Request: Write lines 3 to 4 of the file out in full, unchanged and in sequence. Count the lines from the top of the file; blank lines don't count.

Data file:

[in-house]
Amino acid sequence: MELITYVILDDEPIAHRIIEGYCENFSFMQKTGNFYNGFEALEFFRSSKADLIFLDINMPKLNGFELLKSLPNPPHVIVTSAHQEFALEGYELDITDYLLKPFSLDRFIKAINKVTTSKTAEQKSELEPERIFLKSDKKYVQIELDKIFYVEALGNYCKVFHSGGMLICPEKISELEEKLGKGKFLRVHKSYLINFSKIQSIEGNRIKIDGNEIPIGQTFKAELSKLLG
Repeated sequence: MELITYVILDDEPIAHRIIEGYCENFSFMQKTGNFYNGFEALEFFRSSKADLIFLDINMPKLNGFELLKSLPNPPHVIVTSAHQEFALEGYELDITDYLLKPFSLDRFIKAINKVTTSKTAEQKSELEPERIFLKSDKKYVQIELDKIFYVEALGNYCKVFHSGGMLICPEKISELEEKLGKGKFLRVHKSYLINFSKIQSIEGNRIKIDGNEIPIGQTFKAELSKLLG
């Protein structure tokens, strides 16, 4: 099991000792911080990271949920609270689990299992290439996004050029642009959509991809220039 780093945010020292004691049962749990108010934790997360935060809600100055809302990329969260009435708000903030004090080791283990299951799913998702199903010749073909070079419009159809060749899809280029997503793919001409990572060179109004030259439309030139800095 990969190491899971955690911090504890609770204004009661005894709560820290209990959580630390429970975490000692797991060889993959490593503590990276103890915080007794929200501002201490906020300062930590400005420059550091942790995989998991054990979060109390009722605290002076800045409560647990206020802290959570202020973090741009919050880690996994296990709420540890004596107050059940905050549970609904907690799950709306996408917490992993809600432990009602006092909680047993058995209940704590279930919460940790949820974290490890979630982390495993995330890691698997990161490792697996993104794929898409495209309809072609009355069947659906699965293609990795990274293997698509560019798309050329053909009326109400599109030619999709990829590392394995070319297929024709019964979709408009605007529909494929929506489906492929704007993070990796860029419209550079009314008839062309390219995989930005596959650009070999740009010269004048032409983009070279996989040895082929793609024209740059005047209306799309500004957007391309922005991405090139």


Repeated sequence: MELITYVILDDEPIAHRIIEGYCENFSFMQKTGNFYNGFEALEFFRSSKADLIFLDINMPKLNGFELLKSLPNPPHVIVTSAHQEFALEGYELDITDYLLKPFSLDRFIKAINKVTTSKTAEQKSELEPERIFLKSDKKYVQIELDKIFYVEALGNYCKVFHSGGMLICPEKISELEEKLGKGKFLRVHKSYLINFSKIQSIEGNRIKIDGNEIPIGQTFKAELSKLLG
């Protein structure tokens, strides 16, 4: 099991000792911080990271949920609270689990299992290439996004050029642009959509991809220039 780093945010020292004691049962749990108010934790997360935060809600100055809302990329969260009435708000903030004090080791283990299951799913998702199903010749073909070079419009159809060749899809280029997503793919001409990572060179109004030259439309030139800095 990969190491899971955690911090504890609770204004009661005894709560820290209990959580630390429970975490000692797991060889993959490593503590990276103890915080007794929200501002201490906020300062930590400005420059550091942790995989998991054990979060109390009722605290002076800045409560647990206020802290959570202020973090741009919050880690996994296990709420540890004596107050059940905050549970609904907690799950709306996408917490992993809600432990009602006092909680047993058995209940704590279930919460940790949820974290490890979630982390495993995330890691698997990161490792697996993104794929898409495209309809072609009355069947659906699965293609990795990274293997698509560019798309050329053909009326109400599109030619999709990829590392394995070319297929024709019964979709408009605007529909494929929506489906492929704007993070990796860029419209550079009314008839062309390219995989930005596959650009070999740009010269004048032409983009070279996989040895082929793609024209740059005047209306799309500004957007391309922005991405090139």